Blanchette: Give Tofflemire thought on Sunday
Revel in your football today.
Throw on your replica NFL jersey, invite some friends over, wolf down some wings. Meticulously add and project your fantasy league points. High-five your buddy when a particularly vicious hit is delivered. Maybe even lament that the last labor agreement didn’t allow the league to add two more weeks to this wonderment.
And make a run to the fridge to re-beer yourself when they have to take time to help off some grimacing warrior.
Don’t give it a second thought.
Or, if you’re of a mind, do.
Think about Joe Tofflemire and those like him whose willing participation in our Sunday amusements came at the steepest price.
On Monday, Tofflemire will be buried in his hometown of Post Falls, not quite a week after his death from heart failure at the age of 46 devastated his family and jarred friends who struggled to reconcile such a thing with the sculpted athlete they once knew. Though his brother, Paul, who is well-schooled in the probabilities, allowed that, “This is not a surprise, really.”
So think about the concept of death by NFL.
Yes, that’s a particularly unvarnished way to put it, and it’s unlikely that even Tofflemire himself would have embraced such an accusatory tone. He took pride in his football career, even as the toll of all the injuries and surgeries mounted.
“There is something special about being a professional football player,” he told this newspaper in 2000. “I didn’t think of it then, but now I realize I was part of an elite group.”
Elite, and frightfully at risk.
Tofflemire’s journey from Post Falls to Arizona to starting center with the Seattle Seahawks was untypical only for where it began and all the honors he amassed along the way. Somewhat untypical, too, was the tender way Tofflemire was eulogized last week, particularly by his high school coach, Nick Menegas.
“We rarely lost,” Menegas recalled, “and when we did the bus was like a morgue, and I sat in the front with my head in my hands in disbelief. It was Joe who came up and put his arm around me and comforted me the whole way home.”
But Menegas and others couldn’t help but marvel at Tofflemire’s indestructible side. He wasn’t just a high school champion in the shot and discus, he ran – at 230-some pounds – on the Trojans’ 4x100-meter relay team that placed at state. Menegas remembered him churning with the baton in a lane next to Moscow’s Doug Riesenberg, another future NFL lineman – “wonder boys,” he called them, “which is what it takes to play at that level.”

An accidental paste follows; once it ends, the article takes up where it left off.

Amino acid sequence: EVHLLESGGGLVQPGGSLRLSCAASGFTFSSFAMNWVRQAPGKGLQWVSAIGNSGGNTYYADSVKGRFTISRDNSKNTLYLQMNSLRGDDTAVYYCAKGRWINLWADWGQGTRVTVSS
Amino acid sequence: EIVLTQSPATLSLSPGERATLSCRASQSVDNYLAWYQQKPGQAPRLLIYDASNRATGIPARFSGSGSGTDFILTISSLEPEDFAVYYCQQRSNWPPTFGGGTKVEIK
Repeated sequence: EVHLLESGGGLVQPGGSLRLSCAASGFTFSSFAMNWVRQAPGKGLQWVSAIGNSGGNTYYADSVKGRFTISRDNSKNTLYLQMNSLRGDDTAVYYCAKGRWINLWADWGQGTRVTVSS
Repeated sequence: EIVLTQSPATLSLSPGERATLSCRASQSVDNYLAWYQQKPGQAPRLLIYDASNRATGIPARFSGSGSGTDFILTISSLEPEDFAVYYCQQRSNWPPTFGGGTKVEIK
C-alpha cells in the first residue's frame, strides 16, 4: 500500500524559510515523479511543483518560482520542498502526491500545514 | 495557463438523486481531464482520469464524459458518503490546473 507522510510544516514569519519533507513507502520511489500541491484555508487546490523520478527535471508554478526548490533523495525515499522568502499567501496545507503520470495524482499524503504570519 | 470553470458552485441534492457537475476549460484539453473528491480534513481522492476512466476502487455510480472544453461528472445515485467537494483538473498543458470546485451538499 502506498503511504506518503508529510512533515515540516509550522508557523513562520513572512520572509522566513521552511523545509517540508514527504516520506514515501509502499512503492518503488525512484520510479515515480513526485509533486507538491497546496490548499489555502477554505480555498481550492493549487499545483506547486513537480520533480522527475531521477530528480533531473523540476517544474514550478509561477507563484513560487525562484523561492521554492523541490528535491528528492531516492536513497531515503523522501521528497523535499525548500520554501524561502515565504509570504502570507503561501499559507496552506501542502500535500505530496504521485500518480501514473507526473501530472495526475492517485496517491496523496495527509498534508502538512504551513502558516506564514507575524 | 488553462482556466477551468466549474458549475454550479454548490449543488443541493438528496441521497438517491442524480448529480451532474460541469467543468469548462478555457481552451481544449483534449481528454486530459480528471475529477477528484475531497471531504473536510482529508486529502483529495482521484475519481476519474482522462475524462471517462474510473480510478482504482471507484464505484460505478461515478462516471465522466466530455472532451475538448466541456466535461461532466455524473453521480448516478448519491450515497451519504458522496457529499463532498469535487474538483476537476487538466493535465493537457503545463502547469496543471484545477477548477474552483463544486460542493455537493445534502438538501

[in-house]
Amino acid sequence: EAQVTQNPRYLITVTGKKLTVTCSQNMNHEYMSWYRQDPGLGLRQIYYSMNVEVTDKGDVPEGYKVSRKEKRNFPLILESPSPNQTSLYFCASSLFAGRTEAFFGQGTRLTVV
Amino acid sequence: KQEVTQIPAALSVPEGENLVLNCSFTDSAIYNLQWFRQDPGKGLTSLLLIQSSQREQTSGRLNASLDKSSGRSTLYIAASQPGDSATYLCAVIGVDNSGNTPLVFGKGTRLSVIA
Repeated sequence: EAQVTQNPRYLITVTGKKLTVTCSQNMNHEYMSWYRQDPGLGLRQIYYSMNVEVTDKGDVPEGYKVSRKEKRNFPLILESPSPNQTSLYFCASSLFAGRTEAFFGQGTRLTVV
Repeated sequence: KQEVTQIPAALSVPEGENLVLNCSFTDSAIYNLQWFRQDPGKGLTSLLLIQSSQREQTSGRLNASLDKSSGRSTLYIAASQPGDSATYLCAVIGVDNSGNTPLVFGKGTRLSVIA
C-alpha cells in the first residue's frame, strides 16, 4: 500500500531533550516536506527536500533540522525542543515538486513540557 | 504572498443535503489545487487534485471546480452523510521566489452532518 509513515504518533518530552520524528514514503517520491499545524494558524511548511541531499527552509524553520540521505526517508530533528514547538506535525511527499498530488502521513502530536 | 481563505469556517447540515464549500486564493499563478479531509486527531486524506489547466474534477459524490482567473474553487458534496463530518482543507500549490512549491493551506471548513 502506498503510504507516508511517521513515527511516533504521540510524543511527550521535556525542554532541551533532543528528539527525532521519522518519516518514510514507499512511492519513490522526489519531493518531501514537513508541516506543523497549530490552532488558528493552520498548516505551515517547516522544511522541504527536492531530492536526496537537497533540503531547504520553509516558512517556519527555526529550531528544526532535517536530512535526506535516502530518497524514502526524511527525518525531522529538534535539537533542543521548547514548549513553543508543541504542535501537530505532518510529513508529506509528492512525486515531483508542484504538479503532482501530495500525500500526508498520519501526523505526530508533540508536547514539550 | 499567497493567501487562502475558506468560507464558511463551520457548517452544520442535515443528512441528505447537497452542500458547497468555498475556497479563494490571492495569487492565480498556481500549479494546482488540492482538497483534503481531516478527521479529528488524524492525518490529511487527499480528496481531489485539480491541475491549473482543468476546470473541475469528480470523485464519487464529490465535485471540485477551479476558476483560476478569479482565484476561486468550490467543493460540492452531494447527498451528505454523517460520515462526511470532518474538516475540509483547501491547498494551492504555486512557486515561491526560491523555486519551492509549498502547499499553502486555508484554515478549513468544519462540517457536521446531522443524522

Said Post Falls teammate Eric Tibesar, “He used to flex and call his arms and chest ‘cold steel.’ That’s how I remember him: bulletproof.”
But there is no underestimating the NFL’s ordnance.
Tofflemire injured a shoulder at Arizona that suffered further pounding in the pros. There would be nine surgeries for that, over time, including a replacement. Four screws were implanted to keep his spine in place. Concussions, not remotely the red flag they are now, were sustained and likely unreported.
“These things impacted the rest of his life,” Paul Tofflemire said. “He was always in pain. He couldn’t be active and his weight was up to 300 pounds plus. The sad thing was watching him get out of bed. I felt so bad – this guy was so active and agile when he was younger and he was like a crippled old man.”
And yet Tofflemire didn’t leave the NFL because he felt he was no longer capable of playing, but because the Seahawks insisted he take a salary cut. Like most players, he fought back and endured more punishment because that’s what he wanted to do – what athletes are conditioned to do. Meanwhile, the game’s proprietors have had to be dragged into viewing players as anything more than expensive equipment – the push for an 18-game regular season being just the latest example.
A study in the 1990s by the National Institute of Occupational Safety and Health noted that NFL linemen had a 52 percent greater risk of dying from heart disease than the general population. In 2006, the St. Petersburg Times reported while average life expectancy in the United States was nearly 78 years, the average for NFL players was 55 – 52 for linemen.
“The NFL stands for ‘Not For Long,’” said Paul Tofflemire, who followed his brother at Post Falls and Arizona. “It’s a violent game with a cost.”
We feel better about it because they consent to that cost. Every now and then, it wouldn’t hurt to take a moment to feel something else.